kind to everybody, save perhaps his sister, with whom Frank

P. S. No 2--5 A.M.--The pistol did its work well--one man--a Jackson County Missourian, shot two of my friends, (police officers,) through the heart--both died within three minutes. Murderer's name is John Campbell.

kind to everybody, save perhaps his sister, with whom Frank

The "Unreliable" of this letter was a rival reporter on whom Mark Twain had conferred this name during the legislative session. His real name was Rice, and he had undertaken to criticize Clemens's reports. The brisk reply that Rice's letters concealed with a show of parliamentary knowledge a "festering mass of misstatements the author of whom should be properly termed the 'Unreliable," fixed that name upon him for life. This burlesque warfare delighted the frontier and it did not interfere with friendship. Clemens and Rice were constant associates, though continually firing squibs at each other in their respective papers--a form of personal journalism much in vogue on the Comstock.

kind to everybody, save perhaps his sister, with whom Frank

In the next letter we find these two journalistic "blades" enjoying themselves together in the coast metropolis. This letter is labeled "No. 2," meaning, probably, the second from San Francisco, but No. 1 has disappeared, and even No, 2 is incomplete.

kind to everybody, save perhaps his sister, with whom Frank

To Mrs. Jane Clemens and Mrs. Moffett, in St. Louis:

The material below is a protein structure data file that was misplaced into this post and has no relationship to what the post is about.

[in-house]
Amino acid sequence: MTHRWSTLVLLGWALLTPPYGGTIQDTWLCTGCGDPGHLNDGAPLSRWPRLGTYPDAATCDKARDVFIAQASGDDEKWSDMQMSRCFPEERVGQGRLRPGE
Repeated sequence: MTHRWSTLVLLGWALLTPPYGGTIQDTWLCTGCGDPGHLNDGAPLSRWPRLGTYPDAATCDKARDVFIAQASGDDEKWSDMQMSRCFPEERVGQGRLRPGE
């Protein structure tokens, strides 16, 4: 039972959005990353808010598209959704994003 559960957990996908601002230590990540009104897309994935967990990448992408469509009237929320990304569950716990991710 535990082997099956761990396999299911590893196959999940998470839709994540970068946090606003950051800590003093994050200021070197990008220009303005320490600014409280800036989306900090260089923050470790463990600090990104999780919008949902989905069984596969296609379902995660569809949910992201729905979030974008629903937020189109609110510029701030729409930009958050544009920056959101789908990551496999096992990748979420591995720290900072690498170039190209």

No. 2-- ($20.00 Enclosed) LICK HOUSE, S. F., June 1, '63. MY DEAR MOTHER AND SISTER,--The Unreliable and myself are still here, and still enjoying ourselves. I suppose I know at least a thousand people here--a, great many of them citizens of San Francisco, but the majority belonging in Washoe--and when I go down Montgomery street, shaking hands with Tom, Dick and Harry, it is just like being in Main street in Hannibal and meeting the old familiar faces. I do hate to go back to Washoe. We fag ourselves completely out every day, and go to sleep without rocking, every night. We dine out and we lunch out, and we eat, drink and are happy--as it were. After breakfast, I don't often see the hotel again until midnight--or after. I am going to the Dickens mighty fast. I know a regular village of families here in the house, but I never have time to call on them. Thunder! we'll know a little more about this town, before we leave, than some of the people who live in it. We take trips across the Bay to Oakland, and down to San Leandro, and Alameda, and those places; and we go out to the Willows, and Hayes Park, and Fort Point, and up to Benicia; and yesterday we were invited out on a yachting excursion, and had a sail in the fastest yacht on the Pacific Coast. Rice says: "Oh, no--we are not having any fun, Mark--Oh, no, I reckon not--it's somebody else--it's probably the 'gentleman in the wagon'!" (popular slang phrase.) When I invite Rice to the Lick House to dinner, the proprietors send us champagne and claret, and then we do put on the most disgusting airs. Rice says our calibre is too light--we can't stand it to be noticed!

I rode down with a gentleman to the Ocean House, the other day, to see the sea horses, and also to listen to the roar of the surf, and watch the ships drifting about, here, and there, and far away at sea. When I stood on the beach and let the surf wet my feet, I recollected doing the same thing on the shores of the Atlantic--and then I had a proper appreciation of the vastness of this country--for I had traveled from ocean to ocean across it. Remainder missing.)

Not far from Virginia City there are some warm springs that constantly send up jets of steam through fissures in the mountainside. The place was a health resort, and Clemens, always subject to bronchial colds, now and again retired there for a cure.

A letter written in the late summer--a gay, youthful document-- belongs to one of these periods of convalescence.

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